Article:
December 8, 2008


Léon Bloy was a chronically impoverished French writer of the Fin de Siècle period whose brutal existence saw many of those closest to him go insane or die of disease, starvation, or suicide. His own lot, and that of his family, was one of perpetual privation. He was constantly forced to move from place to place, and his works, though praised, earned little income. In his youth, Bloy fought in the Franco-Prussian War, and was a chum of Balzac and Baudelaire. He served as personal secretary to the decadent author Barbey d'Aurevilly who was, along with fellow decadent J. K. Huysmans, one of his mentors. A spiritual bellwether and social crusader, Bloy blazed a flaming path through the cultural atmosphere of his day, a Diogenes-like presence holding up a mirror to reflect corruption and moral ugliness of every sort, rubbing, as one critic put it, "society's nose in its own ordure." He became famous throughout Europe for his ferocious polemical pamphlets and for the tireless fervor of his essays and articles. He kept extensive journals over a twenty-five year period and an enormous correspondence with friends, fiancées, and fellow literati. He is one of the most important, influential, and fascinating figures of late-nineteenth-century literature, yet he is little known or read today. He died in Bourg-la-Reine in 1917, in the house which once belonged to the poet Charles Péguy.

A prolific, driven author, Bloy’s corpus as a whole gives voice to his idea that history is a dream built on the illusion of time. Bloy is said to have regarded the world as hell, where each individual is a demon charged with torturing the next; certainly he considered the world a sort of prison; one of his recurring quirks is his fetish for referring to his characters as "penitents." Bloy has often been compared with the Old Testament prophets, calling on sinners to repent. Huysmans spoke of his "holy rages" and his "inextinguishable hunger for justice in the face of the perpetual infamy of mankind." An odd admixture of Thomas Carlyle, Karl Kraus, William Blake, and Allen Ginsberg, Bloy was a terrorist with a pen and his fire, Kafka said, "is nurtured by the dung heap of modern times." Elsewhere called a "co-signatory of God’s vengeance," Bloy takes a look at planet earth and pronounces: this property is condemned.

Bloy's obsession with what Remy de Gourmont called "the purification of the sewers" of this world, probably finds better expression nowhere in his canon than in his ensemble of short stories called Histoires désobligeantes (Unsavory Tales). This album of the damned, with its frauds and vanitarians, its rotters and ingrates, its unwitting excommunicants, its swindlers and cheaters, its philosophers and fools, is a masterpiece of black humor and a treasure trove of fatal ironies worthy of Bierce or Poe. Here, we find "The Party Favor," in which a cuckolded husband serves up the heart of his young wife in a cake acting as the centerpiece at a banquet for her lovers; "Mr. Weeply's Religion," in which a miser turns out to be the undeclared benefactor of an entire impauperated neighborhood; the Kafkaesque "Captives of Longjumeau," who can never leave their city; and "The Taint of Lucre," which concerns a unique clairvoyant whose powers are lost when he comes into a fortune. The missing link in the line of descent of the "cruel tale," Histoires désobligeantes has influenced writers all the way from Francois Mauriac and Alfred Hitchcock through Patricia Highsmith and Liliane Giraudon. Curiously, this signal achievement of Bloy's potent art has never been made available to the English-speaking world.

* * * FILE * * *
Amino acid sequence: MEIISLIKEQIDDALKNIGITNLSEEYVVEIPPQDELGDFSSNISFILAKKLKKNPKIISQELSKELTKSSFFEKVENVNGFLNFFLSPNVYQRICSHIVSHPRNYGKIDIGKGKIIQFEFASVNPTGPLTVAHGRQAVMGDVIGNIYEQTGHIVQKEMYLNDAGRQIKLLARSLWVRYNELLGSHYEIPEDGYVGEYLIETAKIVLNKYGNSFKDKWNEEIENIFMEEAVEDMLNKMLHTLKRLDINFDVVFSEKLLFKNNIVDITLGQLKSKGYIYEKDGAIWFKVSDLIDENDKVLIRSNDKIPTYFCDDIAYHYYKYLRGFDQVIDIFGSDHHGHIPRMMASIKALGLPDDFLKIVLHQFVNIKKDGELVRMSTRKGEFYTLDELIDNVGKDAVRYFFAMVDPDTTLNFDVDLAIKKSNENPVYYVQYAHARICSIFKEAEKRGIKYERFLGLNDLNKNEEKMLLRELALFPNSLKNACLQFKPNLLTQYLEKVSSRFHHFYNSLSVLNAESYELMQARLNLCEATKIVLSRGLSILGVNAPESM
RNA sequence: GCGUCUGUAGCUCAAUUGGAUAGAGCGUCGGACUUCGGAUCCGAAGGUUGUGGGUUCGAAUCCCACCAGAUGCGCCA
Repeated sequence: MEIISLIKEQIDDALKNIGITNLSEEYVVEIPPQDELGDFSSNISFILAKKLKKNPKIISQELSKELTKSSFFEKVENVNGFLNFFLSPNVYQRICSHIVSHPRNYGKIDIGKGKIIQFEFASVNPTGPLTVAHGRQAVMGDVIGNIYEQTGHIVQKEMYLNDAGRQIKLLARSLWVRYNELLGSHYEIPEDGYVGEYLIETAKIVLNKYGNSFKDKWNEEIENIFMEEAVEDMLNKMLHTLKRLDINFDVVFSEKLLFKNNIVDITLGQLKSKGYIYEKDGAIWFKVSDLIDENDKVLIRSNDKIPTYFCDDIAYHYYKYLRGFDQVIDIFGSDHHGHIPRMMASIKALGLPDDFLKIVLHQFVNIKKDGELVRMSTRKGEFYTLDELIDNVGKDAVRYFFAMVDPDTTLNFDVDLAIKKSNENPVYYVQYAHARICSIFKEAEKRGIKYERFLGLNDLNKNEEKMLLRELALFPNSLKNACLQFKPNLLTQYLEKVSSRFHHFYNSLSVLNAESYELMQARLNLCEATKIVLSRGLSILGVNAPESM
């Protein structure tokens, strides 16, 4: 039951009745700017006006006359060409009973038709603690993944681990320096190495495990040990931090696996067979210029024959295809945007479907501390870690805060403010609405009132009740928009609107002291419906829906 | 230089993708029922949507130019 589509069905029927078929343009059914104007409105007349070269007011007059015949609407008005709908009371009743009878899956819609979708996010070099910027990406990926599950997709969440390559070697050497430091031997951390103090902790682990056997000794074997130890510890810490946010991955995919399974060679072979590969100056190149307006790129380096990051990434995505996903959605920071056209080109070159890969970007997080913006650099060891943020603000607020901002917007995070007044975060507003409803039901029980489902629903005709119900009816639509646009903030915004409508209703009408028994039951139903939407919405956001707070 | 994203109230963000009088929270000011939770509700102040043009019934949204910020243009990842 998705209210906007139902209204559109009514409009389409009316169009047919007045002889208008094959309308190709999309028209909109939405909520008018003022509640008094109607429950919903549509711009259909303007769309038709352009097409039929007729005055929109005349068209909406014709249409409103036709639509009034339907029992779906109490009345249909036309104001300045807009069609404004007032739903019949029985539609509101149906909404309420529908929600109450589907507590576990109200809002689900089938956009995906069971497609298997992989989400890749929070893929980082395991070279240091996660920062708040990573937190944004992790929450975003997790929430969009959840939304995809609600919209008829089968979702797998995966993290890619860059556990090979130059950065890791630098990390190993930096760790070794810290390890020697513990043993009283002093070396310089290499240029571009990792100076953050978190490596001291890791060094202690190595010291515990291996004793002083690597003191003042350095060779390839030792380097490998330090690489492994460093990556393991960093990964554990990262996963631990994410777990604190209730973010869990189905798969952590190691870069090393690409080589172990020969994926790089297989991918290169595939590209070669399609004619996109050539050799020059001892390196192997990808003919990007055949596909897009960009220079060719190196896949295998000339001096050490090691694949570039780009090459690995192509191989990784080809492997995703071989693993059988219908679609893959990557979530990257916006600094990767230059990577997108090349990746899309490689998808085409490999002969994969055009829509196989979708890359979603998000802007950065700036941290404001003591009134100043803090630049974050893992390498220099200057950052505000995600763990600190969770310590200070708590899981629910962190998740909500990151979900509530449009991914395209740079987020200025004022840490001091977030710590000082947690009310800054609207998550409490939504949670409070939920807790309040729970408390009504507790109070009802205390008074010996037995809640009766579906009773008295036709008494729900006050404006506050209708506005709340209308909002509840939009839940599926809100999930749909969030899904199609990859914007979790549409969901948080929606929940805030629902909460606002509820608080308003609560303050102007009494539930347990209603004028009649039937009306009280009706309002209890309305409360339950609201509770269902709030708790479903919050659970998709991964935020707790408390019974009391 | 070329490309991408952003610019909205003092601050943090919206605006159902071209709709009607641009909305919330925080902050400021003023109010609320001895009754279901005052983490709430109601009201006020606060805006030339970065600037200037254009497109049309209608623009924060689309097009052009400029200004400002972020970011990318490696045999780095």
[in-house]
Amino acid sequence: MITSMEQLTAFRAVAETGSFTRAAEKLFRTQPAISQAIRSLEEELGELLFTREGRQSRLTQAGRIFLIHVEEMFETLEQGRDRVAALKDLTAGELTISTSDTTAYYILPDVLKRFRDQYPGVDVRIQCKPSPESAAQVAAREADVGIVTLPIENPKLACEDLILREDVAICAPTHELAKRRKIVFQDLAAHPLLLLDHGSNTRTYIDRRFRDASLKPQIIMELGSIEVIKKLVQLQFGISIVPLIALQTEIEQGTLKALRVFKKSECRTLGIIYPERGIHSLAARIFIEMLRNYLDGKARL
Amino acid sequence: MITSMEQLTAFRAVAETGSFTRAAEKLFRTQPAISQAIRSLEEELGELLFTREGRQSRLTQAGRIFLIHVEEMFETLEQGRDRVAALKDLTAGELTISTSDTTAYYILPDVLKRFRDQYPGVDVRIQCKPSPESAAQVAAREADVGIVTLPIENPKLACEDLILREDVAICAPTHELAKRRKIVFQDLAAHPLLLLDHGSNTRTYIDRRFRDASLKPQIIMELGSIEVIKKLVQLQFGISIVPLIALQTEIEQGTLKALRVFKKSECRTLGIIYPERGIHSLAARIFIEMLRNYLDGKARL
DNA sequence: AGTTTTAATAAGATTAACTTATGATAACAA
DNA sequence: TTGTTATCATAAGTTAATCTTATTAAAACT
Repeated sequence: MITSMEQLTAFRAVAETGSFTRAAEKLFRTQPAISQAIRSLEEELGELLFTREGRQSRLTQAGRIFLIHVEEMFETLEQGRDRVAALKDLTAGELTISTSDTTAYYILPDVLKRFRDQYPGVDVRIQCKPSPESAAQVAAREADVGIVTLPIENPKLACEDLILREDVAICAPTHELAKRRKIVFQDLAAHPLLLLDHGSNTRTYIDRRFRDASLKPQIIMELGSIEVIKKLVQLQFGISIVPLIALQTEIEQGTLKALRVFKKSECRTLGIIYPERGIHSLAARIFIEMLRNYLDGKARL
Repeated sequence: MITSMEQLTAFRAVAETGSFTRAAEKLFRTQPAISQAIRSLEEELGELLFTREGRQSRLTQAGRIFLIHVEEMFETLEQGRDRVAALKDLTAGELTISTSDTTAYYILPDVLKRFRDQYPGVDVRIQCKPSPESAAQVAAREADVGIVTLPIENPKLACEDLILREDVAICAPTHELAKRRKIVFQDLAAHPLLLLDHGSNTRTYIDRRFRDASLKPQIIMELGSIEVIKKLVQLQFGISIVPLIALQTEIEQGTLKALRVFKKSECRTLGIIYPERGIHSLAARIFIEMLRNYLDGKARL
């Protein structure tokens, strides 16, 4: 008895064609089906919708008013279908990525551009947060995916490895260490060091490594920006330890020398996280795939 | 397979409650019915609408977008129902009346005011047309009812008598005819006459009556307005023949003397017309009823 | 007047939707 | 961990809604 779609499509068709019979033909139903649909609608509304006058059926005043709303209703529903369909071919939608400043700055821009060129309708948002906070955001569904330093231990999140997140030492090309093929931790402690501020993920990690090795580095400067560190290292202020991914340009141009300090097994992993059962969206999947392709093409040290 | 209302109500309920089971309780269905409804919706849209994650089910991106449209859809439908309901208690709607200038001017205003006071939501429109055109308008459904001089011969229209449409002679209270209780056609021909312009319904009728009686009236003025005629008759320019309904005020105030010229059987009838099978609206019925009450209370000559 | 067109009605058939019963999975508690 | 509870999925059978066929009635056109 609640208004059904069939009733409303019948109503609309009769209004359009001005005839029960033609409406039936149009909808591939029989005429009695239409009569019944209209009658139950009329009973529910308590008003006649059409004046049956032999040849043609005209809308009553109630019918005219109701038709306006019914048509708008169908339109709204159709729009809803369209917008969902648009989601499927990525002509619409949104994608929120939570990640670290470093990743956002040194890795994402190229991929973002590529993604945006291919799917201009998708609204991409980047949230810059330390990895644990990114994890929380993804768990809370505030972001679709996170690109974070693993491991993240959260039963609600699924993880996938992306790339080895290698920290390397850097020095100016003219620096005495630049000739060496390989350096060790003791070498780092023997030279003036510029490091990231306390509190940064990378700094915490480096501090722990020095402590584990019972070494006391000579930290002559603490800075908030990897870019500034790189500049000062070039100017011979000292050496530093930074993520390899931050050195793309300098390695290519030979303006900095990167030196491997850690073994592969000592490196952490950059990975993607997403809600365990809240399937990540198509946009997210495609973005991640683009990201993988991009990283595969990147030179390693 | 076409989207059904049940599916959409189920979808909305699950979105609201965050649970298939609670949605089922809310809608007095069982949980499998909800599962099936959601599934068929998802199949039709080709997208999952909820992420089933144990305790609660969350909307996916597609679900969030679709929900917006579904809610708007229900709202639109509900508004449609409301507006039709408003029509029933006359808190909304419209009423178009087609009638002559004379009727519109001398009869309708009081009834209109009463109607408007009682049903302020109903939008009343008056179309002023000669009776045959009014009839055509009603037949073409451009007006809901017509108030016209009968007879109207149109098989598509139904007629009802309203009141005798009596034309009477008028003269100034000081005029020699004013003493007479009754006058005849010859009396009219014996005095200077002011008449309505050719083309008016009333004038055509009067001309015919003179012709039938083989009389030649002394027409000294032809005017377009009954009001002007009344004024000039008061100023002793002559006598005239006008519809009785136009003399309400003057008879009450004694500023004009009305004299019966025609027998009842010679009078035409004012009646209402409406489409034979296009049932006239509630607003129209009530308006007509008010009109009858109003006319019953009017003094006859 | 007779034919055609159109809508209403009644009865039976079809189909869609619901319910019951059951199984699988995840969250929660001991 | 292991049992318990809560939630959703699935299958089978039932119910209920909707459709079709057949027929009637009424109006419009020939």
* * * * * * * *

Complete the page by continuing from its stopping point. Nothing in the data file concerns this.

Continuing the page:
-- "Lions of Literature: Leon Bloy" by Gilbert Alter-Gilbert.

I am honored to publish the first "Lions of Literature" column on A Journey Round My Skull. "Lions of Literature," which Alter-Gilbert envisions as a series (with future subjects such as Swinburne, Colette, Papini, and Quiroga), deserves a permanent spot in a journal or paper.


Coming next:

--Leon Bloy: Pilgrim of the Absolute, A Chronology by Gilbert Alter-Gilbert.
--A-G.'s translation of "The Infusion," an "unsavory tale" by Leon Bloy.

--Gilbert Alter-Gilbert Interview 1
--Gilbert Alter-Gilbert, Latin-American stamp collection

Leon Bloy, Mr. Intensity


  1. Thank you so much, Will. Much I didn't know there (including what he looked like). I can't wait for 'The Infusion'. That collection must be translated!


  2. Is that your prose about Bloy or part of G A-G's introduction? If it's yours, I hope you'll offer such helpful descriptions of the books you post on a regular basis.

  3. Calhoun (hey Nate) -- I just added another attribution to make it more clear: this is all Gilbert.

    You know better than anybody that if I had to write descriptions, I would never have started a blog! But you have to admit, even without ever stating an opinion or writing personal descriptions, I do deliver the goods! (Having said that, sorry you didn't like those last two Cortazar.)